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Proletarian Art and Festive Decorations of Petrograd, 1917-1920
Art for the workers explores the mythology and reality of post-revolutionary proletarian art in Russia as well as its expression in the festive decorations of Petrograd between 1917 and 1920. It covers this brief period chronologically, and so permits a close inspection of the development of artistic policies in Russia under the Provisional Government followed by the Bolsheviks. Specifically, this book focuses on the pre-and post-revolutionary debate about the nature of proletarian art and its role in the new Socialist society, particularly focusing on festive decorations, parades and mass performances as expressions of proletarian art and forms of propaganda.


Approaches to a Major Russian Poet
Marina Cvetaeva is one of the best-known Russian poets of the 20th century, often translated and studied in a copious scholarly literature. With articles on Cvetaeva’s biography and her relationship with visual arts, drama, folklore, music, translation and the work of other poets, this volume offers both a valuable overview of scholarly approaches to her work today and a way to enter specific aspects of her writing and career. Contributors include both foremost established scholars of Cvetaeva’s work and young scholars taking new approaches and discovering neglected artifacts and topics. Scholars who do not read Russian will find this collection of value, as will advanced students of Russian literature, poetry, and women’s writing.

Contributors include Molly Thomasy Blasing, Karen Evans-Romaine, Sibelan Forrester, Karin Grelz, Olga Peters Hasty, Maria Khotimsky, Olga Partan, and Alexandra Smith
A Story of Central European Subjectivity
This biography of the musician Franz Liszt contributes to our understanding of national identity formation and its interaction with cosmopolitanism. Liszt exemplified the nineteenth-century quest for subjective definition and fulfillment. Seeking to gain agency, authority, and community, Liszt experimented with various subject positions from which to forward his goals. The stances he selected, anchored in ideas about nation, religion, and art, allowed him to retain his cosmopolitan sensibility while making specific aesthetic and creative claims. Quinn’s analysis of Liszt’s correspondence and musical criticism, as well as of contemporary reviews of his performances, compositions, and essays, demonstrates the lack of a nationalist exclusivity in Liszt’s life was a historical phenomenon rather than a personal quirk as previous scholarship has often claimed.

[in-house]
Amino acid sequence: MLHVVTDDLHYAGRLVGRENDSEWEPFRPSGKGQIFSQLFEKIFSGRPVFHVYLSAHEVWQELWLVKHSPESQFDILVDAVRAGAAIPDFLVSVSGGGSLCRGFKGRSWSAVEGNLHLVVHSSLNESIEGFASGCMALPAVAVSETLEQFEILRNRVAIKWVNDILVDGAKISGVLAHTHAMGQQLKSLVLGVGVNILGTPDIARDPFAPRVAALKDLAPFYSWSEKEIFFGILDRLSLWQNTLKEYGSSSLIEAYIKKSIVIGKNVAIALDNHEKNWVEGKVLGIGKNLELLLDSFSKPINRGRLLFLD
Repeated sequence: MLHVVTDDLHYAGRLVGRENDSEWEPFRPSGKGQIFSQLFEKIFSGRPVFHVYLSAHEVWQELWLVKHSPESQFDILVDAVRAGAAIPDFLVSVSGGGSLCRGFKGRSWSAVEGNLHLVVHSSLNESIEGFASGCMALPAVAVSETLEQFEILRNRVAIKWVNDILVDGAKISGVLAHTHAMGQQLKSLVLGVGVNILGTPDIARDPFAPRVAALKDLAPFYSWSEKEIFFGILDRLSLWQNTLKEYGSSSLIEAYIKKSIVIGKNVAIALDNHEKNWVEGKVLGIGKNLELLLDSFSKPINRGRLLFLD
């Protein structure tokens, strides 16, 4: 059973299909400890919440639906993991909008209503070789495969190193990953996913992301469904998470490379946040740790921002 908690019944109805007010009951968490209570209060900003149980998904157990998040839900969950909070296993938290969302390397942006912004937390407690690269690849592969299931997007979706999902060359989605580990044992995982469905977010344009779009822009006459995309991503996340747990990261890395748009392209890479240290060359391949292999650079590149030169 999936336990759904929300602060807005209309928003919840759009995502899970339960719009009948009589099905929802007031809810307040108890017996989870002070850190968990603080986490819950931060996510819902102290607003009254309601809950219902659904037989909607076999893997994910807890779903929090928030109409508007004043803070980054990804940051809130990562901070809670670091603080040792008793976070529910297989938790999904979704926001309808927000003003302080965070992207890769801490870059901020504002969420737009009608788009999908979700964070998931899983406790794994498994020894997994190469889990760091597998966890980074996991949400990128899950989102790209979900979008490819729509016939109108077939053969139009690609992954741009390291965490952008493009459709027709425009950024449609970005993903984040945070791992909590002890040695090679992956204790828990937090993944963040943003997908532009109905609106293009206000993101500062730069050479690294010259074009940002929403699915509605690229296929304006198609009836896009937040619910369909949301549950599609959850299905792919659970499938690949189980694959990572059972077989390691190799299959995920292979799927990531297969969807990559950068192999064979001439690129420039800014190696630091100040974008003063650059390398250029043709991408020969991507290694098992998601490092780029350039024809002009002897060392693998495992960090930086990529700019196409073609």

Reconstructing Culture in Revolutionary Russia and Beyond
This collection of essays deals broadly with the visual and cultural manifestation of utopian aspirations in Russia of the 1920s and 1930s, while examining the before- and after-life of such ideas both geographically and chronologically. The studies document the pluralism of Russian and Soviet culture at this time as well as illuminating various cultural strategies adopted by officialdom. The result serves to complicate the excessively simplistic narrative that avant-garde dreams were suddenly and brutally crushed by Soviet repression and to contest the notion of the avant-garde’s complicity in Stalinism. Naturally, some essays document episodes in the defeat and dismantling of utopian projects, but others trace the persistence of avant-garde ideas and the astonishing tenacity of creative individuals who managed to retain their personal integrity while continuing to serve the cause of Soviet power.

Contributors include: John E. Bowlt, Natalia Budanova, David Crowley, Evgeny Dobrenko, Maria Kokkori, Christina Lodder, Muireann Maguire, Nicholas Bueno de Mesquita, Maria Mileeva, John Milner, Nicoletta Misler, Maria Starkova-Vindman, Brandon Taylor, and Maria Tsantsanoglou.